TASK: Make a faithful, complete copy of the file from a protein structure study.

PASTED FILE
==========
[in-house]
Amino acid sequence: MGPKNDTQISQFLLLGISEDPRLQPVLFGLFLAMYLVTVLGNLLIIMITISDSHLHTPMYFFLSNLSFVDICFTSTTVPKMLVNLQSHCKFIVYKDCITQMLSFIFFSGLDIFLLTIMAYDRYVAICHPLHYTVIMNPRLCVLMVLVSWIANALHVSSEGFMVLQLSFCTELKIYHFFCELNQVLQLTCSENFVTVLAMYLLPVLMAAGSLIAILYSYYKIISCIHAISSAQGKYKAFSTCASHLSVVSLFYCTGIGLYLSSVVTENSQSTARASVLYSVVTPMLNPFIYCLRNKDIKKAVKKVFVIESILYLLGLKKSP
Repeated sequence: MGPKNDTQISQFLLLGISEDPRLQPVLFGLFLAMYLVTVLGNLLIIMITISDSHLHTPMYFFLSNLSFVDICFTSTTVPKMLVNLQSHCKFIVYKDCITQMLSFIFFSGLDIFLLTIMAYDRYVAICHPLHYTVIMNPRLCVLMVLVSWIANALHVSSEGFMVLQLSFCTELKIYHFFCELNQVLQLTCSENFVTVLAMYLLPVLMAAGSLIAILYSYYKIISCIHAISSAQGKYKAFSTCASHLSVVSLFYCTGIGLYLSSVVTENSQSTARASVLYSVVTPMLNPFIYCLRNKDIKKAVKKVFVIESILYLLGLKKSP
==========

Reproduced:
[in-house]
Amino acid sequence: MGPKNDTQISQFLLLGISEDPRLQPVLFGLFLAMYLVTVLGNLLIIMITISDSHLHTPMYFFLSNLSFVDICFTSTTVPKMLVNLQSHCKFIVYKDCITQMLSFIFFSGLDIFLLTIMAYDRYVAICHPLHYTVIMNPRLCVLMVLVSWIANALHVSSEGFMVLQLSFCTELKIYHFFCELNQVLQLTCSENFVTVLAMYLLPVLMAAGSLIAILYSYYKIISCIHAISSAQGKYKAFSTCASHLSVVSLFYCTGIGLYLSSVVTENSQSTARASVLYSVVTPMLNPFIYCLRNKDIKKAVKKVFVIESILYLLGLKKSP
Repeated sequence: MGPKNDTQISQFLLLGISEDPRLQPVLFGLFLAMYLVTVLGNLLIIMITISDSHLHTPMYFFLSNLSFVDICFTSTTVPKMLVNLQSHCKFIVYKDCITQMLSFIFFSGLDIFLLTIMAYDRYVAICHPLHYTVIMNPRLCVLMVLVSWIANALHVSSEGFMVLQLSFCTELKIYHFFCELNQVLQLTCSENFVTVLAMYLLPVLMAAGSLIAILYSYYKIISCIHAISSAQGKYKAFSTCASHLSVVSLFYCTGIGLYLSSVVTENSQSTARASVLYSVVTPMLNPFIYCLRNKDIKKAVKKVFVIESILYLLGLKKSP